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Thursday, August 26, 2004

Unearned Runs Again

I was reading an article on Bill Jame's Win Shares system and although I've read the book I noticed that the article mentioned that unearned runs are split 50-50 between the pitchers and fielders. Based on my previous post on unearned runs I would think that the split would be more like 80% fielders and 20% pitchers. There I noted that the difference in URA between good and bad pitchers along three axes (ERA+, WHIP, and K/9) did show a difference indicating that good pitchers suppress unearned runs as well as earned runs, but that the difference was fiarly small when compared with the total number of unearned runs that score.

Thinking that I had missed something I reran some numbers for 2003 to check my thinking. I reasoned that if unearned runs are primarily or even as much as 50% the fault of the pitcher, then pitchers with high URAs (unearned run average) should be worse pitchers than those whose URAs are low. In other words, bad pitchers will allow opponents to cache in mistakes by the fielders that play behind them so there should be a correlation between high URAs and bad pitchers.

To check this out I found the 76 worst pitchers in URA who pitched over 50 innings and the best 77 pitchers in URA for 2003, roughly the bottom and top quartiles. The worst URA pitchers had a cumulative URA of .716 while the best pitchers were at .100 - a difference of over a half run per game. However, when you look at these two groups their rate statistics are not all that different. For example, their strikeouts per 9 innings are close (6.38 to 7.27), their walks per 9 are close (4.96 to 4.34), their homeruns per 9 are close (1.41 to 1.16), their BABIP is close (.333 to .328), their WHIP is close (1.42 to 1.29) , and the team errors per game are close (.69 to .65). Their ERAs were 4.46 and 4.03 respectively.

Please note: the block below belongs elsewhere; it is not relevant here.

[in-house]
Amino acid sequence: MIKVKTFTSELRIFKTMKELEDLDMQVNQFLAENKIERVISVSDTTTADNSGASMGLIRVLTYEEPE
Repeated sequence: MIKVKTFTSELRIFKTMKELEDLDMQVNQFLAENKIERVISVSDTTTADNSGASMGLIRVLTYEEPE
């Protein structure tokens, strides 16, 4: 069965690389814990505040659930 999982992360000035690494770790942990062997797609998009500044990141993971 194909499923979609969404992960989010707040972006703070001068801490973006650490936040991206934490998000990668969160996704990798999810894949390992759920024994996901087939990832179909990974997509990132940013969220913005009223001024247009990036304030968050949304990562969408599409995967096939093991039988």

Certainly, the high URA pitchers trail in all these categories and are therefore worse pitchers. As I said in my previous post I do think that better pitchers give up proportionally fewer unearned runs, but cumulatively I doubt that these differences could add up to over a half an unearned run per nine innings. After all, the high URA group only gives up just a little over one more baserunner per 9 innings.

In fact, if you reduce the group size to the top and bottom 10% (roughly 30 pitchers in each group) the URA difference climbs to almost a run per game (.999 to .046) but the rate stats don't change.

So what accounts for the differences? I think there are three possible answers:

1) Luck. The high URA pitchers were mostly unlucky. Either their teams committed a lot more errors for them than for other pitchers behind them or the errors happen to come at the wrong time. Either way, they were unlucky. Conversely, the low URA pitchers received good defense that didn't make errors with men on base.

2) Choking. The high URA pitchers pitch well when things are going well but implode when a mistake is made behind them.